Understanding the WiFi ping test: How to reduce lag on your home network
When analyzing WiFi speed test results, the ping measurement is often overshadowed by the focus on download speeds. However, ping determines the stability of real-time activities like gaming and video conferencing. Similar to the way in which distance, pit stops, and unexpected obstacles can delay vehicular traffic, network traffic is also subject road blocks between its starting point and destination. We take a look at ping in networking: what it is, how it affects WiFi performance, and how to reduce network lag.
What is ping?
Named after the sound of sonar technology traditionally used in submarines for determining proximity, ping refers to the amount of time it takes for data to make a round trip from one computer's location to another. A WiFi ping test measures latency in milliseconds to inform a user of how long it takes for data to travel across the Internet and then back to its origin. Higher latency means slower loading times, and lower latency means faster loading times. Note that while the technical term is latency, both “ping” and “latency” are often used interchangeably.
Each time a user visits a website, the device makes a request to a web server residing some physical distance away. Data for these requests is sent in the form of packets. Geographical locations for web servers vary by company, and it takes a packet much longer to travel to a foreign site than it would to travel to a local website.
Some activities have pre-engineered precautions to inhibit the negative effects of latency; for example, video streaming services normally add a buffer for the next portion of video. Ping is especially vital when it comes to real-time activities like video calling and gaming. High levels of latency can cause video chats to become unstable and can also kick a player out of a game due to poor connection.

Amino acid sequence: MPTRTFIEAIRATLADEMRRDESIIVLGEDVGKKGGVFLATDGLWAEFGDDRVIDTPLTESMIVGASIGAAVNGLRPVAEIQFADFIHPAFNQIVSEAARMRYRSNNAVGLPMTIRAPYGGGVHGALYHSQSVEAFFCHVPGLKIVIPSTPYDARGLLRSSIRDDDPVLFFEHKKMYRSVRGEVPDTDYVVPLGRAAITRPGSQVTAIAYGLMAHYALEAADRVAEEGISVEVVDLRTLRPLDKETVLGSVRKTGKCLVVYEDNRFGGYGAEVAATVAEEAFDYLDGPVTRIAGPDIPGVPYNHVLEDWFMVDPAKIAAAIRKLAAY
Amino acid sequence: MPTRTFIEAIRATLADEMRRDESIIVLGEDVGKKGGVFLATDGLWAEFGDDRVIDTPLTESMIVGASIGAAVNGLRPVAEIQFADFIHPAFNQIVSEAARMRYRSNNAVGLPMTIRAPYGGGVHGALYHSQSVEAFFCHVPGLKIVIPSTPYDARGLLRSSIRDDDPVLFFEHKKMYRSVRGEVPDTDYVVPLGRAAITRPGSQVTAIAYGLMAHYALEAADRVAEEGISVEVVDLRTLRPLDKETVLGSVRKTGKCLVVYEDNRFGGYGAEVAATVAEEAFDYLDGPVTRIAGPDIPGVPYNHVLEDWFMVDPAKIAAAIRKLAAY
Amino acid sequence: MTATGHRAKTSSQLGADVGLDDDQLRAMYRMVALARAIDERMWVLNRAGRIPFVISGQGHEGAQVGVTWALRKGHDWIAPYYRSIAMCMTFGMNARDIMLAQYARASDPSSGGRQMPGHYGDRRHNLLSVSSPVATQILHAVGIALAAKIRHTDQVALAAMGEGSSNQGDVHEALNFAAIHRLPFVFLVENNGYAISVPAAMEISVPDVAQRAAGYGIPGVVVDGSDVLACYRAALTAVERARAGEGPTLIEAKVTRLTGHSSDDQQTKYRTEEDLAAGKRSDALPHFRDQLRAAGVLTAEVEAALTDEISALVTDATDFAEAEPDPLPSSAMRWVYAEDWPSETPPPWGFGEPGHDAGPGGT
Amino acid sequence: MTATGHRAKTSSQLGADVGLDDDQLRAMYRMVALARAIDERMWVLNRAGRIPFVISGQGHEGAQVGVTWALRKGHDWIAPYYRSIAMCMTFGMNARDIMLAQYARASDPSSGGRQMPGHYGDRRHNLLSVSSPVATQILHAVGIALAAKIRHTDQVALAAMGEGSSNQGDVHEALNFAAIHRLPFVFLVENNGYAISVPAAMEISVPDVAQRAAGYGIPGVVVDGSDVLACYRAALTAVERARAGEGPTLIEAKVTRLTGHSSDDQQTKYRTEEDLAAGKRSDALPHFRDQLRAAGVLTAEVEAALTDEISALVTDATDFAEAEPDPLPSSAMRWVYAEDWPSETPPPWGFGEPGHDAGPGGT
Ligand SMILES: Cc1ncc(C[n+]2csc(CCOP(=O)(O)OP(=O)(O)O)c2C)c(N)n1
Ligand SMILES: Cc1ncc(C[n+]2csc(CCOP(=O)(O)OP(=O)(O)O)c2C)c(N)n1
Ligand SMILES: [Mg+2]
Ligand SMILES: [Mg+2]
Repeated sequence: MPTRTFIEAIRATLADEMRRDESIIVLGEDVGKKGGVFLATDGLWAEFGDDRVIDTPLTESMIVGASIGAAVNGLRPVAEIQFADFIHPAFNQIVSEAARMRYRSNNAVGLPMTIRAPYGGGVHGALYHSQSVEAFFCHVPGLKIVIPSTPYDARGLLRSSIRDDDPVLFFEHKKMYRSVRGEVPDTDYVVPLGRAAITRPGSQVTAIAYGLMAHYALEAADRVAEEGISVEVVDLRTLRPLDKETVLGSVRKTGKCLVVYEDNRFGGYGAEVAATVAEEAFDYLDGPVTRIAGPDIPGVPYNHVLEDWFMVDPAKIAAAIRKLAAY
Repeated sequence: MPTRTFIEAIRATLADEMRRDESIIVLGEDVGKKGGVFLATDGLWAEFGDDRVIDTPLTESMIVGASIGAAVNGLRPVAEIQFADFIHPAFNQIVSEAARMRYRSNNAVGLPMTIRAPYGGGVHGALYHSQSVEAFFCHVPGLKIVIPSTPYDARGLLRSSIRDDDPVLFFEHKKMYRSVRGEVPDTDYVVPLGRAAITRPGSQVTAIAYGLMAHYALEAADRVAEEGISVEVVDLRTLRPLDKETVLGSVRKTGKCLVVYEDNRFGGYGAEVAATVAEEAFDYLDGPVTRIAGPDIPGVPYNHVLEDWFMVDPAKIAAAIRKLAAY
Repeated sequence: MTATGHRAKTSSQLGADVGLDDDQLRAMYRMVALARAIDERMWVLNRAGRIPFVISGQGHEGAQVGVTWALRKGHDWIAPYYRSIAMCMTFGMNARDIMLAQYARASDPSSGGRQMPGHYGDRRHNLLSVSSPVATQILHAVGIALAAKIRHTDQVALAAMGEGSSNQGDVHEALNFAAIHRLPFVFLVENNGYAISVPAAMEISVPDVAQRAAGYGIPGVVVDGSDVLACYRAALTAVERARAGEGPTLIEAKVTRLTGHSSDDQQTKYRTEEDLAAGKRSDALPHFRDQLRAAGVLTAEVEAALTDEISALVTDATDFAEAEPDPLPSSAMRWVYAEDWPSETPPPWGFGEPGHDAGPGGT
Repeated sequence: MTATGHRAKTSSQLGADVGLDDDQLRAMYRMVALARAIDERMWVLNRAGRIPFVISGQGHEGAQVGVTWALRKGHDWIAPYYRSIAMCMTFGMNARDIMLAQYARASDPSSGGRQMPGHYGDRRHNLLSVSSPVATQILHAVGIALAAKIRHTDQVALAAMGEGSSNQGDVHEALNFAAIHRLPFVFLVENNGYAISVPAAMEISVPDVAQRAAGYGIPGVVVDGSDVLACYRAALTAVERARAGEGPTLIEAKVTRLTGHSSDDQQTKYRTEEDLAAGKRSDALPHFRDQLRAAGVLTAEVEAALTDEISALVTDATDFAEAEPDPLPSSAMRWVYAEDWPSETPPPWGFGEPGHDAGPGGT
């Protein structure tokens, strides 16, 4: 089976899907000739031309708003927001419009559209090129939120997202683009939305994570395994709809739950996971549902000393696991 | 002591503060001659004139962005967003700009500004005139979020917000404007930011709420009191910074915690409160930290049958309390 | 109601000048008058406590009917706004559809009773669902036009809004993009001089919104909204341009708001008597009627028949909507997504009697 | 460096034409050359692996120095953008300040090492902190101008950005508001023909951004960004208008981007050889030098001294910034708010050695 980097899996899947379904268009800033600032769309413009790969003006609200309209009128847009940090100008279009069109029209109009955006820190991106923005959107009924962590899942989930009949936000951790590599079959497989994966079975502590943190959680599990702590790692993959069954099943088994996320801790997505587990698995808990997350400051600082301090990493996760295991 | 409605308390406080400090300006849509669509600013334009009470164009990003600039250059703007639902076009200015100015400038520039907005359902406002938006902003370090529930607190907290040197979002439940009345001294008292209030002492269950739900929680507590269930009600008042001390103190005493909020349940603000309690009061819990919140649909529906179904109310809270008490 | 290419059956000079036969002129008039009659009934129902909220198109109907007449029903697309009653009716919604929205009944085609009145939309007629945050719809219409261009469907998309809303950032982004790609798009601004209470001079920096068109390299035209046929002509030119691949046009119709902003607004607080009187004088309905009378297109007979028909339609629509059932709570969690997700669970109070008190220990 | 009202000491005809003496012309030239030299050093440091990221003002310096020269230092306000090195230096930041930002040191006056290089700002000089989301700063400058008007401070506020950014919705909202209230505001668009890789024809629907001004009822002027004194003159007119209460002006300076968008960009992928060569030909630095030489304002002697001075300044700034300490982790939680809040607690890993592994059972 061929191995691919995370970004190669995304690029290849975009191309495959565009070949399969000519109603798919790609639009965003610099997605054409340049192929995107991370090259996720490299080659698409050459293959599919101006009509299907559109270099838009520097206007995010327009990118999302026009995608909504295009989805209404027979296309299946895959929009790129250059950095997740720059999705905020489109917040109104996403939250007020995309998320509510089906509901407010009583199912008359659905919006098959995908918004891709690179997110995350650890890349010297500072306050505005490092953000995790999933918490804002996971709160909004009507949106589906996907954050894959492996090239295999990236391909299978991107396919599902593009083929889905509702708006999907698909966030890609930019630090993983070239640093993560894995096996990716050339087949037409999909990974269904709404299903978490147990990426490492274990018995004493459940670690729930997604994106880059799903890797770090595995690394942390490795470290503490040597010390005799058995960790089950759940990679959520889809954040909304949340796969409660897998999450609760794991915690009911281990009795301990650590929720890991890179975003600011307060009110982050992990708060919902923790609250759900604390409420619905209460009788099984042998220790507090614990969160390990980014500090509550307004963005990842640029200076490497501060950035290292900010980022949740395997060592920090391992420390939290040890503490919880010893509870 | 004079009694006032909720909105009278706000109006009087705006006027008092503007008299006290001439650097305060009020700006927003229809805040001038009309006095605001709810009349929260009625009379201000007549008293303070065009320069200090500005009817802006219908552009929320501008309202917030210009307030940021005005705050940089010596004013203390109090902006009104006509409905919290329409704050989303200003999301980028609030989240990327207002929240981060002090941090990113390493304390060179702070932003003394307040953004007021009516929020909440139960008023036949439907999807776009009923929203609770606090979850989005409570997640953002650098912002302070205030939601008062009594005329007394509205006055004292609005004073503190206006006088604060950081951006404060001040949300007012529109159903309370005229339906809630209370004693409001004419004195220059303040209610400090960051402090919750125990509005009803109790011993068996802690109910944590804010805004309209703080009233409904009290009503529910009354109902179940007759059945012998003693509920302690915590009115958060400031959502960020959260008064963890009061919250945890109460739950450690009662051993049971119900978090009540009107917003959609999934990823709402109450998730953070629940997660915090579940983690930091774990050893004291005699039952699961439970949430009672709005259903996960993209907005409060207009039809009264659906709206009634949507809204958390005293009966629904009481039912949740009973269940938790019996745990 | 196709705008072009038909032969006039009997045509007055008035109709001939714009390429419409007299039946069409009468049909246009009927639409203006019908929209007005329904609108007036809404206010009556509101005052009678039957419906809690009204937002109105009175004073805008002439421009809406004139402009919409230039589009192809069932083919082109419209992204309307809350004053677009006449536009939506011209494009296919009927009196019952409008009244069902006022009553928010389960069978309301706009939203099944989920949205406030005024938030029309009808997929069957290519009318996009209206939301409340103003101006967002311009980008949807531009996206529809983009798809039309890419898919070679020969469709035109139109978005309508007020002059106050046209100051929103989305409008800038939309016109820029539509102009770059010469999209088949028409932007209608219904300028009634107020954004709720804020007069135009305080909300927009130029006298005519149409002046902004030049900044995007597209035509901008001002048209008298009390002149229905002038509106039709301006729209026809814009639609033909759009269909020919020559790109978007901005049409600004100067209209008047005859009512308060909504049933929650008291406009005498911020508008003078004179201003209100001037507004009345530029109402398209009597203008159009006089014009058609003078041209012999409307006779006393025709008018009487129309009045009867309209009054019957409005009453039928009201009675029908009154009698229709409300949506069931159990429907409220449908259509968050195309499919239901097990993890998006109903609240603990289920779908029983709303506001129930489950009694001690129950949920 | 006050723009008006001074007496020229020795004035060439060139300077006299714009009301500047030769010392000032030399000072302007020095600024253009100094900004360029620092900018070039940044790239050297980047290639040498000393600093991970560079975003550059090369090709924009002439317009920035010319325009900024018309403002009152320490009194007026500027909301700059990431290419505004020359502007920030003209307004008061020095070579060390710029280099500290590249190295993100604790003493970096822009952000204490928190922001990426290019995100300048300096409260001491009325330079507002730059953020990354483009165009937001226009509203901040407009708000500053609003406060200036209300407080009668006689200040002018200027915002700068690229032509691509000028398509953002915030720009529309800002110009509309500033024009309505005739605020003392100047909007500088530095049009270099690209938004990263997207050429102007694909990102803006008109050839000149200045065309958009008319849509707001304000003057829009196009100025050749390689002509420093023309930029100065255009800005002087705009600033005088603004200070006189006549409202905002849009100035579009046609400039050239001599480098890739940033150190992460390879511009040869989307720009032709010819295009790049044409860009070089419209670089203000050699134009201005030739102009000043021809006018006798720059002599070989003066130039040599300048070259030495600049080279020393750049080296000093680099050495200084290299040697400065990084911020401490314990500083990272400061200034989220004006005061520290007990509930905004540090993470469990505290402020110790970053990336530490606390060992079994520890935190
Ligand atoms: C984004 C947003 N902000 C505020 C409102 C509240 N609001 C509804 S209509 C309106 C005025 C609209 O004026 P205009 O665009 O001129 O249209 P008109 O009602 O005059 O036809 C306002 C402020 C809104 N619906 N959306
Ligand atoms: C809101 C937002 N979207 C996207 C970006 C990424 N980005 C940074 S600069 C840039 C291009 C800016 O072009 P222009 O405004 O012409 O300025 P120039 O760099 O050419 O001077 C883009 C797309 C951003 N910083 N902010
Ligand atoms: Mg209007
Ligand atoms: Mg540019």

How to do a WiFi ping test
Many apps like Minim offer a speed test feature with a built-in ping measurement function. Users can also conduct an online speed test via a desktop or laptop. To access a more granular look at a connection to a specific service, users can open a command line terminal and complete the following:
- For Windows:
- Press the Windows Key or click the Windows Start Menu in the bottom-left corner.
- Type "CMD" and select Command Prompt
- For macOS:
- Click the Spotlight Icon.
- Type "Terminal" in the search box.
- Double-click the Terminal result.
- For Ubuntu Linux (other Linux distributions may vary):
- Press CRTL+ALT+T
Once the terminal is open, type
ping <domain> and press Enter. For this example, we'll see how long it takes to ping google.com. Any valid domain will work, but it's preferable to ping the particular service you're trying to reach.
Screenshot of ping test from Windows terminal by author.
Computers send a ping packet to the domain and track how long it takes for that data to go back and forth between the initiating source and the destination web server. While the bytes represent the size of the data packet, the important measurement in this test is time. In this example, the average amount of time expended was around 19ms. Failure for any of these packets to complete their journey would suggest intermittent or no internet connectivity.
What is good ping?
In HP's detailed outline of common issues that cause poor ping, you can also find which ping range indicates a healthy connection: